UPDATE: This report may not be accurate. English professor Ted Underwood just tweeted:
Regret to say that last night’s report from students appears premature. Faculty have since met with Wise, & report no change in position.
University of Illinois student Stephanie Skora reports back on a meeting that a group of students had with Chancellor Phyllis Wise today:
We have discovered that the Chancellor HAS FORWARDED Professor Salaita’s appointment to the Board of Trustees, and they will be voting on his appointment during the Board of Trustees Meeting on September 11th, on the UIUC campus!
Corey Robin has an interesting (by which I mean, wrong) interpretation of this:
If the UIUC is thinking politically, it would be an absolute disaster for them to open this can of worms, to act as if Salaita’s appointment is now a real possibility, to raise expectations for two weeks or so, to encourage all the organizing this will encourage (I can imagine the phone calls and emails that will now start pouring into the Board of Trustees), only to have the Board vote Salaita down. From a political perspective, this would be a disaster for the university. The strongest weapon the UIUC has always had is the sense that this is a done deal, that they will not budge, that we can raise all the ruckus we want, but they simply don’t care. Opening the decision up again calls that into question. Where does this line of reasoning lead us? To the possibility that the UIUC Trustees will vote to appoint Salaita on September 11, throw Chancellor Wise under the bus (remember, the Executive Committee that upheld her decision is only comprised of three Trustees, not the full Board), and say it was all a misunderstanding wrought by an incompetent chancellor.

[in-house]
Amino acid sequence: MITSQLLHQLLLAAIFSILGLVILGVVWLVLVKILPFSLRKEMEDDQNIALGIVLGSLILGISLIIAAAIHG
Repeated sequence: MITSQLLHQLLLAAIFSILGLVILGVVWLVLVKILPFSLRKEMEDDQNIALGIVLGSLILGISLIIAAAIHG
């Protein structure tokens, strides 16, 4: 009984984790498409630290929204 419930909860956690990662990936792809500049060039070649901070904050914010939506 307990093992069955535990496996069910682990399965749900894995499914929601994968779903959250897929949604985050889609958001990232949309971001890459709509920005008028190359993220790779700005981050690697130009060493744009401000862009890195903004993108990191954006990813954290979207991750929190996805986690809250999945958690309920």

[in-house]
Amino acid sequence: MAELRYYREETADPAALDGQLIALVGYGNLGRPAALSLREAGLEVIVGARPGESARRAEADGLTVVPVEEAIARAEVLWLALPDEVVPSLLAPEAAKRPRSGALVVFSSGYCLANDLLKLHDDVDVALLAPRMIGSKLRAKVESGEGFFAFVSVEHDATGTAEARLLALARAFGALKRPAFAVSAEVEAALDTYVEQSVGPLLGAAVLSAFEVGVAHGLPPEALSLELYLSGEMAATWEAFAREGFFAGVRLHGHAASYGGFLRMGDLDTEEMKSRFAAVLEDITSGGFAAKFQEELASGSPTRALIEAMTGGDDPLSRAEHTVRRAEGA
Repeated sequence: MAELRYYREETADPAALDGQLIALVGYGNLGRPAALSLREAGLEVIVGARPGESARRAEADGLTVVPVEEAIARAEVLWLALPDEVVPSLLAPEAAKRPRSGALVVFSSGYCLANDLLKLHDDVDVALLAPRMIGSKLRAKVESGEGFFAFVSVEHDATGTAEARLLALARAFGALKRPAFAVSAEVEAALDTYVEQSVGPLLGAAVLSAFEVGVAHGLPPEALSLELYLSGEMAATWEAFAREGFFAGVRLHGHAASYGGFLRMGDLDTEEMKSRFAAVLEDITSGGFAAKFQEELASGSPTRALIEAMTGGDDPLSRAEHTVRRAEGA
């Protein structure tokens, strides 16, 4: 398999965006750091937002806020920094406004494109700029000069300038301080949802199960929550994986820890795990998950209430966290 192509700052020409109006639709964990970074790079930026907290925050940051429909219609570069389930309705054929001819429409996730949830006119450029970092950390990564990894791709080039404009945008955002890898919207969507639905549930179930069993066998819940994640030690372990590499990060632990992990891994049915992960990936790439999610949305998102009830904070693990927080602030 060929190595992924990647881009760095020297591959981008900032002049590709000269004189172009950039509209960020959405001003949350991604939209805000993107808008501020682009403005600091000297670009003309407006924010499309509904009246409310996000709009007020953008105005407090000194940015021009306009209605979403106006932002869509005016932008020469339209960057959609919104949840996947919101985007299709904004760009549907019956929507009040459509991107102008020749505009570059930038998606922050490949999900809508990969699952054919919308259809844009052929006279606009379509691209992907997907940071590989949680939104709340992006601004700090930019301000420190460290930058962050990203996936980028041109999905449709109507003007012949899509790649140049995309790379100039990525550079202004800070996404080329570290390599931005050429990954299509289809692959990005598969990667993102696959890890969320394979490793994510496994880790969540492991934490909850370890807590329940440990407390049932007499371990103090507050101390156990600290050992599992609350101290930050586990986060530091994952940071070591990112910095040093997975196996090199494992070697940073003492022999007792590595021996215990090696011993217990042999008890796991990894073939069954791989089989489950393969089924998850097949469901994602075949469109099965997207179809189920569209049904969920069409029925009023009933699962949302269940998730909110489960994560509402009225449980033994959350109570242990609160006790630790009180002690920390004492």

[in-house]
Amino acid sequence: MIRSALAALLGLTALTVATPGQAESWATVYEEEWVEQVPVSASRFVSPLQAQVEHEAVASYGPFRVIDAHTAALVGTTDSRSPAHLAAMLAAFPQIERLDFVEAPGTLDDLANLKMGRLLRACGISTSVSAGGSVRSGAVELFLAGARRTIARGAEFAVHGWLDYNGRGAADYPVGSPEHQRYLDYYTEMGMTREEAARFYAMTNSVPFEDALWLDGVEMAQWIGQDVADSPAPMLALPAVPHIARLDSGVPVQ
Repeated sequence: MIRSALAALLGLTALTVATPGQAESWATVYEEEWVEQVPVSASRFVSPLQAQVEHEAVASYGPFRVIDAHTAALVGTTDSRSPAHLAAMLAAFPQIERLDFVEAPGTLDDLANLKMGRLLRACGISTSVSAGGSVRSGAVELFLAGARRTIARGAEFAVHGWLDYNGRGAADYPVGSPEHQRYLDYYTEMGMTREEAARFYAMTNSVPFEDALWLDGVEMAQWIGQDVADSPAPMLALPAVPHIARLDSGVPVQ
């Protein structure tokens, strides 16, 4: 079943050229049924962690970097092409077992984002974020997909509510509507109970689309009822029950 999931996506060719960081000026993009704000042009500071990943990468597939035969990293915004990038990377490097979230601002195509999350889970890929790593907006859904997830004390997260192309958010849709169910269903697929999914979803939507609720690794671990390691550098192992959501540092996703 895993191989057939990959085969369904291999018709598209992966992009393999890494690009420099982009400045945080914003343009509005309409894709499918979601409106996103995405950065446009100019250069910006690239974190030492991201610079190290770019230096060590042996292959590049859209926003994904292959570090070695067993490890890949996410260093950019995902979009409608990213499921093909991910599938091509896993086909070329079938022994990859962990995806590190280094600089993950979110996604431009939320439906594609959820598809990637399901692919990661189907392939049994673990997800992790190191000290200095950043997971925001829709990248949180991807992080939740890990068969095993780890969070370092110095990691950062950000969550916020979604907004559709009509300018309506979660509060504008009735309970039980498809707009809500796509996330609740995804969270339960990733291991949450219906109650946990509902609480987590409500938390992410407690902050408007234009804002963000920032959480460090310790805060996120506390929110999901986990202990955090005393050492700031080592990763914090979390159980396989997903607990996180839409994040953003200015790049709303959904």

There is not a chance in hell that this will happen. I can see only two explanations for this decision: 1) Wise wants to head off criticism (and, as Robin points out, Wise wants to prevent a possible legal challenge) that she violated a procedural rule by failing to forward the appointment to the Board of Trustees. 2) The trustees are upset that she removed the opportunity for them to vote against Salaita, and they want the chance to publicly double fire Salaita.
Considering that all of the trustees signed a letter embracing Salaita’s firing, it would be shocking if even a single trustee voted for Salaita. The Sept. 11 Board of Trustees meeting will obviously be the center of considerable attention, but it ultimately will not change the decision.